DANB's CDAs Report Higher Earnings than Non-Certified Assistants

Dec. 14, 2010
DANB’s 2010 Salary Survey results are in, and the survey shows that DANB Certified Dental Assistants (CDAs) continue to earn more and stay in the profession longer than non-certified assistants.

DANB’s 2010 Salary Survey results are in, and the survey shows that DANB Certified Dental Assistants (CDAs) continue to earn more and stay in the profession longer than non-certified assistants. DANB’s results are based on a 17 percent response rate to its survey of a national sample of CDAs. (DANB targeted a 10 percent response rate to be able to generalize results to the full CDA population.)

According to the survey, DANB CDAs who work full-time (73 percent) report a median salary of $18.73, which is up $0.73 from 2008. The median salary for full- and part-time DANB CDAs is $18.50 – $2.04 higher than non-certified assistants, who earn $16.46 per hour, according to adjusted figures from a May 2009 Bureau of Labor Statistics survey.

“I believe DANB Certification has everything to do with my wage,” according to one respondent, who notes she went from making $15 to $19 within the last year. “I believe with the confidence in my knowledge and abilities that I gained from being DANB Certified, I always worked a little harder, pushed a little further, and feel very successful.”

Many DANB Certificants share the results of the salary survey with their employers when asking for a raise. “Thanks to your survey I was able to show it to my dentist and get the recognition I deserved,” one DANB CDA said. “Thank you for doing this!”

Self-gratification (87 percent) and pride (78 percent) are once again top reasons DANB Certificants maintain their certifications. “I am so proud to have earned my CDA; it has made a world of difference in my career,” one Certificant says. “I truly believe every assistant should be DANB Certified.”

Employer recognition is another benefit of DANB Certification, according to 55 percent of respondents. As one CDA says, “Having your boss or a coworker say a genuine ‘thank you for helping me today’ or ‘good job’ means more to me than anything.”

Nearly half (48 percent) of survey respondents believe that DANB Certification elevates the profession. DANB CDAs tend to stay in the profession longer and have more loyalty toward their employers. According to the 2010 survey results, DANB CDAs have been in their current positions for an average of 8.7 years and in the profession an average of 15.7 years. As one respondent notes, “After working several years at the same office you become like family; it’s no longer about the money or benefits but a genuine feeling of caring for each other and seeing our families grow up together.”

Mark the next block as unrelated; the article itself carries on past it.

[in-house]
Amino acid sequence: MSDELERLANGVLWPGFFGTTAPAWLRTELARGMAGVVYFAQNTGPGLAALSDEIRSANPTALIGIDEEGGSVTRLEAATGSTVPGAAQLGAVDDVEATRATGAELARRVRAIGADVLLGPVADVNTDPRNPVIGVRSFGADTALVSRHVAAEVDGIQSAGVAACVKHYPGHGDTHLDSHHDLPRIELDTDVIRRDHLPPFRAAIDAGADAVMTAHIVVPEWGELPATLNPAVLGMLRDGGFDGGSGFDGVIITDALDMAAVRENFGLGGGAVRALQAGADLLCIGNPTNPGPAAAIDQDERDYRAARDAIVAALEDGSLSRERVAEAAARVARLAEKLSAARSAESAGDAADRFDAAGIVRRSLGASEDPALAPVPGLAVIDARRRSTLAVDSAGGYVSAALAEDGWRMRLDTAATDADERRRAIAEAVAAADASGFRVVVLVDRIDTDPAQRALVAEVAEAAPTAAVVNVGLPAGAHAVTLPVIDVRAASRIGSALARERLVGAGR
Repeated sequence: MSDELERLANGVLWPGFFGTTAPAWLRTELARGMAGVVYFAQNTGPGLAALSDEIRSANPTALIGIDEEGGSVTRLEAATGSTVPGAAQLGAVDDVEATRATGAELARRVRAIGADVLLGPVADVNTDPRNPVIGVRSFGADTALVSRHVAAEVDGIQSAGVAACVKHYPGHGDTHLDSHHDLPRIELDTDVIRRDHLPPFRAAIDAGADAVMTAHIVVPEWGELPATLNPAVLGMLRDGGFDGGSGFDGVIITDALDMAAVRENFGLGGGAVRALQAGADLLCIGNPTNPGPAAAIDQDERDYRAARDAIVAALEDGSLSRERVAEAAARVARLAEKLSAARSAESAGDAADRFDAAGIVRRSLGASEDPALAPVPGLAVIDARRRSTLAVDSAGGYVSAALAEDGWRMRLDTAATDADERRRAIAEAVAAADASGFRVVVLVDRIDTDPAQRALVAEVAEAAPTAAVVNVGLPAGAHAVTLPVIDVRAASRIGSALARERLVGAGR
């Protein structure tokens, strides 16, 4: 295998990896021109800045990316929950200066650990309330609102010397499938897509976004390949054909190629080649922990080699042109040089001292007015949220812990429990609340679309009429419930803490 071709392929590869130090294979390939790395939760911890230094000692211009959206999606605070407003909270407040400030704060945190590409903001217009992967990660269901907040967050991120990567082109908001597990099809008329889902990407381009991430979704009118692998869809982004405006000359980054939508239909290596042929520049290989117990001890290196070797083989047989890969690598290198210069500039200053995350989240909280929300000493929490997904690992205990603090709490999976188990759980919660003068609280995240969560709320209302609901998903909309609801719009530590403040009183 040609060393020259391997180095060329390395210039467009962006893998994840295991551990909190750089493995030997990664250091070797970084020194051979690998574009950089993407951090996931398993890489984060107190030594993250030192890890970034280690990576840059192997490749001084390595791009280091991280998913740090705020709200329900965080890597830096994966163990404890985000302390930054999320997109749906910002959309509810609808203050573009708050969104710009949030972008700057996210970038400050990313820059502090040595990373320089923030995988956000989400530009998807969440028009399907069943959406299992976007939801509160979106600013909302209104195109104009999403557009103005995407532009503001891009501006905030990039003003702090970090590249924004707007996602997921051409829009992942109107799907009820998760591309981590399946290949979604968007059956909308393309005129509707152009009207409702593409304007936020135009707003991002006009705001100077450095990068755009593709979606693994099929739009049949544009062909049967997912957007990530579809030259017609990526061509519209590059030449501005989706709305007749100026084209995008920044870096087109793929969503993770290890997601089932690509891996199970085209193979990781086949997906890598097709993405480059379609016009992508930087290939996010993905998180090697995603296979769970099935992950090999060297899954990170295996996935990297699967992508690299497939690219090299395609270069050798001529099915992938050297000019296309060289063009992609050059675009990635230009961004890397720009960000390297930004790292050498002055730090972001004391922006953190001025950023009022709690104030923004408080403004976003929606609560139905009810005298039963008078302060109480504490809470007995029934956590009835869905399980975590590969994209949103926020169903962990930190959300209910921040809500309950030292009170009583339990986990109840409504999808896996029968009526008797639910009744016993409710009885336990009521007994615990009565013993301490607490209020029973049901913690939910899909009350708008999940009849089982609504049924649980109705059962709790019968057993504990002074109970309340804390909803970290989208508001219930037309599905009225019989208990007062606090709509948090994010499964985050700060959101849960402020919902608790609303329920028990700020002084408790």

Another CDA echoes the same sentiment. “I work with a very nice dentist and even if I was offered more elsewhere, I am committed to this doctor who I have worked with for nine years.”

Beyond higher wages, DANB CDAs reported benefits such as 401(k)/pension plan (61 percent) free dental care (56 percent), health insurance (54 percent), reimbursement for CDE (52 percent), and reimbursement for certification or state registration renewal (30 percent).

Patient respect for credentials (45 percent) and recognition in the dental community (41 percent) are also high on the list of DANB Certification benefits. “Certification is good for both the assistant and the patients as it requires extensive knowledge to pass the exams and that knowledge allows us to provide the best care for the patients,” one DANB CDA says.

Survey respondents noted that DANB Certification gave them career mobility. “My life as a CDA is very fulfilling,” one respondent said. “Being a military spouse, my CDA credentials made it a lot easier to seek employment in the many states we were transferred to. There were some times I had employment before we arrived in the new state.”

DANB CDAs cited potential to be qualified to perform additional duties as a benefit of DANB Certification, noting that they often take on responsibilities such as infection control; laboratory functions; expanded duties, as allowed in their respective states; and providing in-office training to other staff.

In addition to the professional benefits of certification, many DANB Certificants strongly believe in the important role that DANB Certification plays in patient safety and public protection. “I would like to see more state dental boards require DANB Certification to practice as a dental assistant in the state in which they live,” one CDA notes.

“All states should require certification in order to protect the public,” another Certificant added.

Although each state has different requirements for dental assistants, earning and maintaining DANB Certification demonstrates a commitment to lifelong learning, and is an objective measure of dental assisting clinical knowledge. Even if it is not required by the state, DANB Certification is a professional status that is recognized and respected in the industry. There are DANB Certified Assistants in every state, ranging from hundreds to thousands, totaling over 33,000 DANB Certificants nationwide. As Marilyn Copeland, CDA, puts it, “Thank you for keeping the bar high and providing a way to measure our knowledge in Infection Control, Radiation Health and Safety, and General Chairside. I’m a proud DANB CDA.”

Download more facts from DANB’s 2010 Salary Survey at www.danb.org.